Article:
Munchies

A bevy of beautiful birds are noshing in the garden.

Three males and a female enjoying lunch.

Lesser GoldfinchesSpinus psaltria, come and go throughout the year, but I can set my calendar by their appearance in the garden buffet during autumn when the Plateau Goldeneye, Viguiera dentata, are creating seeds.

After all, that’s how the plants and the birds rock-n-roll with one another: seeds are produced at the end of flowering and for the nourishment of the birds, and the birds, in turn, spread the seeds to other places to grow, bloom, seed. It’s an ancient complementary relationship and one worthy of watching and appreciating.

 

Bienvenue et au revoir: Wildlife Wednesday, November 2019

It’s November and my garden is still in active flowering and life giving mode.  In recent weeks I’ve said a happy howdy y’all to a resurgence of Gulf Fritillary butterfly larvae and a slightly regretful, but ultimately joyful so long ’til next spring to migrating Monarch butterflies.  That’s the wildlife gardening way: seasonal change is more than an onslaught of blooms or a conversion of foliage color.  It’s also about the cyclic lives of those dependent upon plants for their survival, as well as the fostering of a healthy environment in which wildlife will thrive.

I’m pleased to report that there are scads of Gulf FritillaryAgraulis vanillae butterfly larvae currently chowing down on my passion vine foliage.

Welcome to the passion vine buffet!

I’m fine with the dining on the leaves, but I wish the cats would leave the budding blooms alone.

Many Gulf fritillary larvae are busily munching, when earlier in the season there was a dearth of larvae activity, which you can read about in my September Wildlife Wednesday post.

I was perplexed at that time, because adult butterflies were clearly laying eggs and some caterpillars were hatching and working the vine.  But there were few caterpillars surviving to chrysalis stage and at least some were clearly parasitized during their later instars.  That the foliage wasn’t eaten as vigorously as is typical piqued my curiosity, but after some observation and reading, I concluded wasps were the culprits, preying on the caterpillars and reducing their numbers.  As with all natural cycles, the tide has apparently turned: there are significantly fewer wasps around and the Gulf Fritillaries are in ascendance.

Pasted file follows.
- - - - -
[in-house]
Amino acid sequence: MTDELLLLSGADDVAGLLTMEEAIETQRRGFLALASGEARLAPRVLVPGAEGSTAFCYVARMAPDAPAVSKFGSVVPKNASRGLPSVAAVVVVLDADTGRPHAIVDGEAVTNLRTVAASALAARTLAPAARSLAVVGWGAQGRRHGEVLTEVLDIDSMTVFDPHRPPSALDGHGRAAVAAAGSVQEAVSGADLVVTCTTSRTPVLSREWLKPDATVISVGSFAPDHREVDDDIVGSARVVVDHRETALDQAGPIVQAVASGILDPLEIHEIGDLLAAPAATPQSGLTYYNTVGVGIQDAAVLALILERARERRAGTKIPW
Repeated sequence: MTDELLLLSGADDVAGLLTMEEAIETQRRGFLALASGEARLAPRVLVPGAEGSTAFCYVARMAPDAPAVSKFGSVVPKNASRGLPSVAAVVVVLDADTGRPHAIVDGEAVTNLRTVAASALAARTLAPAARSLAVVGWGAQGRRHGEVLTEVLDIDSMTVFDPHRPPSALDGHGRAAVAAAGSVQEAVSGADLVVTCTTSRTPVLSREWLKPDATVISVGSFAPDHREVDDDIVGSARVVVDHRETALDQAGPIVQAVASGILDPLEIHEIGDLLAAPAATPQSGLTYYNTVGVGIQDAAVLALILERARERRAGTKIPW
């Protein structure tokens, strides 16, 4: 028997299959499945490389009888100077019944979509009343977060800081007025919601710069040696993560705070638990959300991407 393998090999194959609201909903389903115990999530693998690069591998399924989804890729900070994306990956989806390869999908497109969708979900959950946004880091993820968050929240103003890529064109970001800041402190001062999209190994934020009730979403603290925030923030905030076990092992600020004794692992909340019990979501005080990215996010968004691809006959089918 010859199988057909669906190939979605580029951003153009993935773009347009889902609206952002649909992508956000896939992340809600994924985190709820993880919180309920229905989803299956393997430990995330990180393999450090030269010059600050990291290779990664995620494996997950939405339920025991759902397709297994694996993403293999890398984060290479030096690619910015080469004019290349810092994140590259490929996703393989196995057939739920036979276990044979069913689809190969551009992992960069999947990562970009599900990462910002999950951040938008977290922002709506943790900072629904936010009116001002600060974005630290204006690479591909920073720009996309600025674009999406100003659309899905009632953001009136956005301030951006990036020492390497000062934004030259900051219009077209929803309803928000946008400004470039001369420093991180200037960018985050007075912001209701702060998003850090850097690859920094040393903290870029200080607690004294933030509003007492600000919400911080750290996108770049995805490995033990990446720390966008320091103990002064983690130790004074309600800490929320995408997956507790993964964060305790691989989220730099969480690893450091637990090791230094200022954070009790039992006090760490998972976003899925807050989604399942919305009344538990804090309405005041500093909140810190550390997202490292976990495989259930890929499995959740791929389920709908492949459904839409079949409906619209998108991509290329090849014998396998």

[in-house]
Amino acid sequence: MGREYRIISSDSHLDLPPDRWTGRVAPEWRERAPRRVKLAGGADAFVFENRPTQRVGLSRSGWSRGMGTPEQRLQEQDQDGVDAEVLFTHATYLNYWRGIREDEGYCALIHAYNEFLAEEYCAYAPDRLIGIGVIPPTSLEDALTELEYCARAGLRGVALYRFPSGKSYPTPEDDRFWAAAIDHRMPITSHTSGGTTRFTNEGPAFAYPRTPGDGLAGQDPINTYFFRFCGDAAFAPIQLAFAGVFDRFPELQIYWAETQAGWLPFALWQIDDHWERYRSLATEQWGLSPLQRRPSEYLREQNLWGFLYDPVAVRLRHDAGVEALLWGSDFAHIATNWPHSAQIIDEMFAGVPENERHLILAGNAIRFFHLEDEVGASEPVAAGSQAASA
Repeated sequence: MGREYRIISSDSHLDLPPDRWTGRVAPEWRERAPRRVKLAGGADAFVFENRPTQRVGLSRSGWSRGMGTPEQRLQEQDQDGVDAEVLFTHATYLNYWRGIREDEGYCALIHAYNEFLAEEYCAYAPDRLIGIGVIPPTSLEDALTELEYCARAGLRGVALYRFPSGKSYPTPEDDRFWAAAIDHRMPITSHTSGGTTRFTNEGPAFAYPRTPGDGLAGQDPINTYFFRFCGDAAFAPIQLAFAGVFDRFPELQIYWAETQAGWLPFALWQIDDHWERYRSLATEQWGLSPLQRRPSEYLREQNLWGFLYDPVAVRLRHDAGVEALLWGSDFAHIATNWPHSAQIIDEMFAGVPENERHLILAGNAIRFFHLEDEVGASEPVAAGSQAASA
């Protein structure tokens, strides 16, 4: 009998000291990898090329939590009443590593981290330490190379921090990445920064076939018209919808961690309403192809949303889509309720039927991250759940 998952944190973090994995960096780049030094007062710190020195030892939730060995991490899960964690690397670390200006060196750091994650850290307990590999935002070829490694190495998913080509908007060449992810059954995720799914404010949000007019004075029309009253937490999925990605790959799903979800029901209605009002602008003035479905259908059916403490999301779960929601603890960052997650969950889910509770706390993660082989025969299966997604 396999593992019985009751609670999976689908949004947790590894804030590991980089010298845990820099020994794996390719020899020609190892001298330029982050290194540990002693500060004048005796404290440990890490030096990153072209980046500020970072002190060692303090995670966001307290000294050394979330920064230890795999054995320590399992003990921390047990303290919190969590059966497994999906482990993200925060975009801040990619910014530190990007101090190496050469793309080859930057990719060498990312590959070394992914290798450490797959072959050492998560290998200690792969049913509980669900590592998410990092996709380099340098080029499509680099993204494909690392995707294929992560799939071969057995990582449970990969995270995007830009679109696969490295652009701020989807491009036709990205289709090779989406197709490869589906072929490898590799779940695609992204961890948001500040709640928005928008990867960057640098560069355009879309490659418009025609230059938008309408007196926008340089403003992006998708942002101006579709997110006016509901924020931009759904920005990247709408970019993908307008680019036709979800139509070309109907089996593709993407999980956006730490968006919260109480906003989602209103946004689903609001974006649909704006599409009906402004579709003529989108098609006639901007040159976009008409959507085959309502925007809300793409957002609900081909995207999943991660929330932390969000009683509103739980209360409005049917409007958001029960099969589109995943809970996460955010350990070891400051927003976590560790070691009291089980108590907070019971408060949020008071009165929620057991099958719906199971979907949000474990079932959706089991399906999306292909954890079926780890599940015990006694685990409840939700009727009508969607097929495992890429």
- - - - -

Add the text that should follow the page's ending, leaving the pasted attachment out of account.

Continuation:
Waiting

It’s been a week or so since I last saw a hummingbird in my garden. Perhaps I haven’t been out at the right time or maybe Ms. Hummer isn’t around at the moment.  She’s probably a nesting female, busily tending her little ones somewhere nearby.

When I last observed, there were two hummers: two females, pursuing one another from Turk’s cap blossoms to Mexican orchid tree blooms, with a quick turn about the sunflowers.  Continuing the chase, they zoomed off, heading away from my garden.  Now, I’m waiting to see either one, or both, again.

Not long ago, I bumbled out the door while Ms Hummer was slurping at the salmon blooms of the Red yucca, Hesperaloe parviflora.  She darted up and settled onto the Desert willow, Chilopsis linearis, whose foliage is lacy over the front garden.

She rested, alert but relaxed, waiting for me to exit the area.   I snapped some shots while she posed prettily.  She eventually grew tired of my presence and sped to another place, presumably where no one was taking her photo.

This begins the time of year when the hummingbirds are most active in my garden.   No doubt, I’ll see the females again, but I’ll also begin seeing the males, especially in August and September, as they prepare for their journey south.

To garden with wildlife is all about waiting:  waiting for the right moment to feed, to forage, to observe, to photograph.

I’m pleased to join again with Anna and her Wednesday Vignette.   Check out her blog, Flutter and Hum, for musings of various sorts.